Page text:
12/30/2012

Gamedev vs. creativity

I wanted to continue the topic of ideas for games. Last time I stated that the gamedev companies rarely need external ideas and I mentioned that they have enough of their own. Now many people might imagine that once they somehow get into game development, their ideas will finally get heard, used and praised. The industry oldies would probably disagree here, just because they wouldn't want to get your hopes up, but... Yes, once you are in, you do have a nice chance to show off your creativity!

There are of course various positions in the industry. Some are very strongly based on creativity, some can be completely devoid of creativity-based tasks. The most logical question to be asked here is "which ones are the creative ones?" and sadly, the answer is the all-hated "it depends". Sure I could, for the sake of argument say, that in general a concept artist gets to use his artistic ideas more often than a producer and in most cases I would probably be right. Sometimes though, the Art Director has a vision so strong, that the concept artists don't come up with too many ideas, they just follow the guidelines to draw armors, spaceships or ponies exactly like the ones the AD needs. At the same time, the Producer could be deeply involved in game design area and be in charge of the whole game's coherence.

Comparing the amounts of creativity in each role aside - I'd like to show how some of the gamedev jobs might be perceived and what "uncreative" elements they contain. This list is by no means complete, some jobs I just don't know enough about to include here.

CONCEPT ARTIST
Generalization: A guy that sits and draws cool stuff that then gets used in the game.
What can happen in reality: Tweaking the same concept for days or even weeks, recycling concepts, hours of looking for references, hundreds of feedbacks and overpaints for the 3D modellers.

3D ARTIST (character or environment)
Generalization: A guy that builds cool locations and models.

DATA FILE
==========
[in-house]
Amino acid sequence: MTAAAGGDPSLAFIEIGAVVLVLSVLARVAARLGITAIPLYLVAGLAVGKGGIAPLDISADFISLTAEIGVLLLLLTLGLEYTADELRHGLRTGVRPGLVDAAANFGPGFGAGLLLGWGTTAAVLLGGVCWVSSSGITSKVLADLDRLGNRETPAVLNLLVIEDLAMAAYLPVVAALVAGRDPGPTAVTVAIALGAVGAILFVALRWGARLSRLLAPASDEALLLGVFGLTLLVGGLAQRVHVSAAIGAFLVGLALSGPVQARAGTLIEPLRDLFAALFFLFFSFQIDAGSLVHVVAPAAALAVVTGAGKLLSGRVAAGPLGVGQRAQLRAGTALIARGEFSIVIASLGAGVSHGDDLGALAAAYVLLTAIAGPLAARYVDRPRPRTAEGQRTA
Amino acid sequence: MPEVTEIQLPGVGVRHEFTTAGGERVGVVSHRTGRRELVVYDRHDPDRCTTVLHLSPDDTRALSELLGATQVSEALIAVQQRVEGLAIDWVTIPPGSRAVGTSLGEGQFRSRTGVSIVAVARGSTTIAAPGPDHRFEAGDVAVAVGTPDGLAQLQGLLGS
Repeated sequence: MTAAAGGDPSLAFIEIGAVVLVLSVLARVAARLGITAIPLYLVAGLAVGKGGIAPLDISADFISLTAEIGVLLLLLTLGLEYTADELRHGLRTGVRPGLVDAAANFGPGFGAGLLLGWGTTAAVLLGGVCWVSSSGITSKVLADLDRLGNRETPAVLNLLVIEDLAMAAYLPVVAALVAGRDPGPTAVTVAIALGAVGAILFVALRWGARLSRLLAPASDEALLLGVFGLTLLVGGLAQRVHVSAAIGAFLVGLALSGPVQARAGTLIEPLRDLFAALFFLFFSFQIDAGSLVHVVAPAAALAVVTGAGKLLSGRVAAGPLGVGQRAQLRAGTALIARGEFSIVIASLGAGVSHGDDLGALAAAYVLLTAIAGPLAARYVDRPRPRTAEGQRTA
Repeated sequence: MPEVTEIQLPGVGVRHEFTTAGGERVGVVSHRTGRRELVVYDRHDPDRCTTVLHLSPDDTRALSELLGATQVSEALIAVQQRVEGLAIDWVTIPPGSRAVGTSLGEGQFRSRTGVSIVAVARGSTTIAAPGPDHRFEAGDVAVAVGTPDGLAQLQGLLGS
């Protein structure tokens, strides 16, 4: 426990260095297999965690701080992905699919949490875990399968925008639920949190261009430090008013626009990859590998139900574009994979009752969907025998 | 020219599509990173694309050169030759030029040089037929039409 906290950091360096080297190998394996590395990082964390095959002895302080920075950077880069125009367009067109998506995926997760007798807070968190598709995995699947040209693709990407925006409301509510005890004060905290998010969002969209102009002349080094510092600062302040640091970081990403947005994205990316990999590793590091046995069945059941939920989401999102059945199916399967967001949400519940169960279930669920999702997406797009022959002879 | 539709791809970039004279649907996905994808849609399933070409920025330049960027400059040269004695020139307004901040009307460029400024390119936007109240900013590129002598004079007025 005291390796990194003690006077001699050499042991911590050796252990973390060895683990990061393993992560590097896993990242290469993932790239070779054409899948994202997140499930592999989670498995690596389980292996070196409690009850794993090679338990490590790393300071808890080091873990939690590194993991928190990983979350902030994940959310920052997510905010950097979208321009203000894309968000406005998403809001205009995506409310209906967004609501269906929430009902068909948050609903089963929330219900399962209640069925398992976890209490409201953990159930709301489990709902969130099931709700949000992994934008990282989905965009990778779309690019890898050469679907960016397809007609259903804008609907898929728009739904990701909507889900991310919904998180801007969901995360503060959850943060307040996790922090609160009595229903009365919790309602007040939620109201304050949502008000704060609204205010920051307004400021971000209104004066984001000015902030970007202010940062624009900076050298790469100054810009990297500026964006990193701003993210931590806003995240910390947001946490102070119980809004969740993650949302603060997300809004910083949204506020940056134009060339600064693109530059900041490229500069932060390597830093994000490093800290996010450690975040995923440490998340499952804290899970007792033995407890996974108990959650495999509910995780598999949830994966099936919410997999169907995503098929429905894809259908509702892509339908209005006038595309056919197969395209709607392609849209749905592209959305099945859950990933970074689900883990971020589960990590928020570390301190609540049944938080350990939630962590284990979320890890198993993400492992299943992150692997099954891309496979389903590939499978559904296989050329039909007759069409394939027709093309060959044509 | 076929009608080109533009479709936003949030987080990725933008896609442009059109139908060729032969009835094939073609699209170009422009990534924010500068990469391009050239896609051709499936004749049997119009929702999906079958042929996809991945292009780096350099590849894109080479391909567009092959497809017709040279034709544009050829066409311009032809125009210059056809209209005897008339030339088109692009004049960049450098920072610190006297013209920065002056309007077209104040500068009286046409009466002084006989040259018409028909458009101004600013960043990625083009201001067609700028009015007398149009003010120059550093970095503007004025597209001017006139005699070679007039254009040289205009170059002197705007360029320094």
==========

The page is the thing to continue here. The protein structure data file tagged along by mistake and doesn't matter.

What can happen in reality: Tweaking the same concept for days or even weeks. Trying to work with a really blurry concept and then hearing "it's not as cool as the concept" and "it lacks details" at the same time. Months of adding tiny details to the architecture, tweaking the textures. This job requires patience. Really.

GAME DESIGNER
Generalization: The guy that comes up with the whole game.
What can happen in reality: The idea for the game might have just been given to him and his main role is to design gameplay elements on a very numeric level (how the damage changes thanks to strength, armor, upgrade level, weapon type, range, weather, type of surface, number of destructible walls and price of oil in 1950). 

PRODUCER
Generalization: The guy in charge of whole project.
What can happen in reality: Lots of micromanagement, problem solving, motivation issues with team members, PR conferences, productivity reports, budgetting, middleware negotiations, paperwork, paperwork, paperwork...

Yeah, I know hot it sounded...

Of course, what these jobs offer is always somewhere in between. We all need to remember that a job in gamedev is a job. You get paid for it and it just so happens that a bigger or smaller part of it is something you love doing. 

Getting back to the ideas part - from what I have seen, internal input is very often appreciated. Cool concepts are flying around on a daily basis and really, lots of them get to be used. No matter what you do in there - test, draw or sign papers. If your idea really adds to the game's core esthetics and is reasonable productionwise, there is a big chance it might get implemented. In the end, after a project ends, you might not be able to say "I came up with the idea for this game", but there will be lots of team members that could say "this is my bossfight idea" / "this is my crew management idea" / "this is my idea for presenting achievements".

Trust me - in AAA industry around the world there ain't a single person that could say "I designed this whole game". All the biggest games are a joint effort and when working on them, you have a really big chance to add your ideas here and there. Just don't expect people to implement all of them.



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